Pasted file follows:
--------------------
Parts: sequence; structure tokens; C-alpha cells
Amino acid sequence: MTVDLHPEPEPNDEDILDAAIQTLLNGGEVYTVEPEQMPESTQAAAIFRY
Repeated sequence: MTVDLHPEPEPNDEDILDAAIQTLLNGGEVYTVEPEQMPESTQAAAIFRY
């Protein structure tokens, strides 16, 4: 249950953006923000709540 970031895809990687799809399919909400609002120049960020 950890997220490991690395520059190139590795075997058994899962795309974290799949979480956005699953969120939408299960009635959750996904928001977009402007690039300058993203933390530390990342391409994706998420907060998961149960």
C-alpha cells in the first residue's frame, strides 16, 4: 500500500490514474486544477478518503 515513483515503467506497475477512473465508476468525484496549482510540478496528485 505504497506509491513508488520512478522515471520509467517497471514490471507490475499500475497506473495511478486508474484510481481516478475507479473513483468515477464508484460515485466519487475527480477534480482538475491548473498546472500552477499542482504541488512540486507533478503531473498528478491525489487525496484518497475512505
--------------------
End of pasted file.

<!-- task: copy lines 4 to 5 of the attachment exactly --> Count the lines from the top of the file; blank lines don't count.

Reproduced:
């Protein structure tokens, strides 16, 4: 249950953006923000709540 970031895809990687799809399919909400609002120049960020 950890997220490991690395520059190139590795075997058994899962795309974290799949979480956005699953969120939408299960009635959750996904928001977009402007690039300058993203933390530390990342391409994706998420907060998961149960």
C-alpha cells in the first residue's frame, strides 16, 4: 500500500490514474486544477478518503 515513483515503467506497475477512473465508476468525484496549482510540478496528485 505504497506509491513508488520512478522515471520509467517497471514490471507490475499500475497506473495511478486508474484510481481516478475507479473513483468515477464508484460515485466519487475527480477534480482538475491548473498546472500552477499542482504541488512540486507533478503531473498528478491525489487525496484518497475512505